Video | Agriculture | Confidence | Economy | Energy | Employment | Finance | Media | Property | RBNZ | Science | SOEs | Tax | Technology | Telecoms | Tourism | Transport | Search

 


New year sees new partners and senior associates

Press release
For immediate release
Tuesday 22 January 2013

New year sees new partners and senior associates for Bell Gully

Bell Gully welcomes the New Year with the appointment of three new partners, with effect from 1 January 2013.

Tax partner Joanne Hodge returns to the firm after two years in Australia. Joanne is a tax law expert with trans-Tasman experience. She advises on all aspects of corporate tax for public and private companies and financial institutions, including transactional work. Joanne is a member of the New Zealand branch of the International Fiscal Association.

Bell Gully chairman Roger Partridge commented "We are very pleased to have Joanne back in the partnership with us. Her experience and knowledge will further strengthen our well-recognised tax team."

To find out more about Joanne follow this link: http://www.bellgully.com/profiles/profile.jeh.asp

The firm is also pleased to announce the appointment of two new partners – David Friar and Toby Sharpe.

David Friar is a commercial litigator who specialises in insolvency law, insurance litigation, banking and finance matters and commercial disputes.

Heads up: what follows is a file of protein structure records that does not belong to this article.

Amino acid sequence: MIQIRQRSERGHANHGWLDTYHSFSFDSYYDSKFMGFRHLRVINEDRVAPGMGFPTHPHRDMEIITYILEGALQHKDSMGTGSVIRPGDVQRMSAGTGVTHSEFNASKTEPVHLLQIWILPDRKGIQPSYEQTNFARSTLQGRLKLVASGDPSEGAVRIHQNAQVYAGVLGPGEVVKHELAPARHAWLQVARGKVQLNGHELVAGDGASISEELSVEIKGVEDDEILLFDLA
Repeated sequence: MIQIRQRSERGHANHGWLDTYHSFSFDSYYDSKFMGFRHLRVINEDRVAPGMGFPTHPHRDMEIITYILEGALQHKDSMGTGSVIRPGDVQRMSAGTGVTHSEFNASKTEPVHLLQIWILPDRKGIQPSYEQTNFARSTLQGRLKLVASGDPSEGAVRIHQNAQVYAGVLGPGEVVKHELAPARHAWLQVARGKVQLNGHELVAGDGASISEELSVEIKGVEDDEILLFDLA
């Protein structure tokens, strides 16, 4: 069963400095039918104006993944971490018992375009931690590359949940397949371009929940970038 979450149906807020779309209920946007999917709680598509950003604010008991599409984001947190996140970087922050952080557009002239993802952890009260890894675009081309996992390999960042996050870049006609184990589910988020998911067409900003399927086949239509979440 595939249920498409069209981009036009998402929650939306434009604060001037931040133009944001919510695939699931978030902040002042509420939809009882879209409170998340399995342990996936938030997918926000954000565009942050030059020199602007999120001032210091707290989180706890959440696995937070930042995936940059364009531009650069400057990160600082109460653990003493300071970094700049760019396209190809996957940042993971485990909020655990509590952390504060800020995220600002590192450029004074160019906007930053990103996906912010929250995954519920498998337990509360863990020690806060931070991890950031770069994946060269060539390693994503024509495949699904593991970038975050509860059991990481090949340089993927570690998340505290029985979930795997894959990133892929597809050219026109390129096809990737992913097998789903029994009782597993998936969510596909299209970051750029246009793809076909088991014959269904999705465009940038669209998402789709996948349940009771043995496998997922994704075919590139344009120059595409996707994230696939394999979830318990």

Prior to joining Bell Gully, David spent six years at Paul, Weiss, Rifkind, Wharton & Garrison LLP in New York. David holds an LLM from Columbia University in New York, where he studied as a Fulbright Scholar. David is a member of INSOL New Zealand and the New Zealand Insurance Law Association.

To find out more about David follow this link: http://www.bellgully.com/profiles/profile.dyf.asp

Toby Sharpe returned to Bell Gully in 2009 after spending four years working in the corporate team of London law firm Herbert Smith Freehills. Toby specialises in public and private mergers and acquisitions and corporate restructurings as well as securities offerings.

Roger Partridge said that "the firm is delighted to add two outstanding young talents to its ranks. These additions to the partnership are a continuation of Bell Gully's drive to ensure that our clients continue to have access to leaders with experience and skills that are second to none."

To find out more about Toby follow this link: http://www.bellgully.com/profiles/profile.tzs.asp

Bell Gully has also appointed two new senior associates.

Stacey Lulham has returned to the corporate team in the Wellington office where she started her legal career in 2005. After completing a BCL Master's degree at the University of Oxford in 2009, Stacey spent three years at London law firm Allen & Overy.

To find out more about Stacey follow this link: http://www.bellgully.com/profiles/profile.sll.asp

Chris Goddard joins Bell Gully from London law firm Herbert Smith Freehills, where he had been since 2001. Chris has extensive experience in securities offerings, acting for both issuers and underwriters, and mergers and acquisitions.

To find out more about Chris follow this link: http://www.bellgully.com/profiles/profile.cdg.asp


ENDS

ABOUT BELL GULLY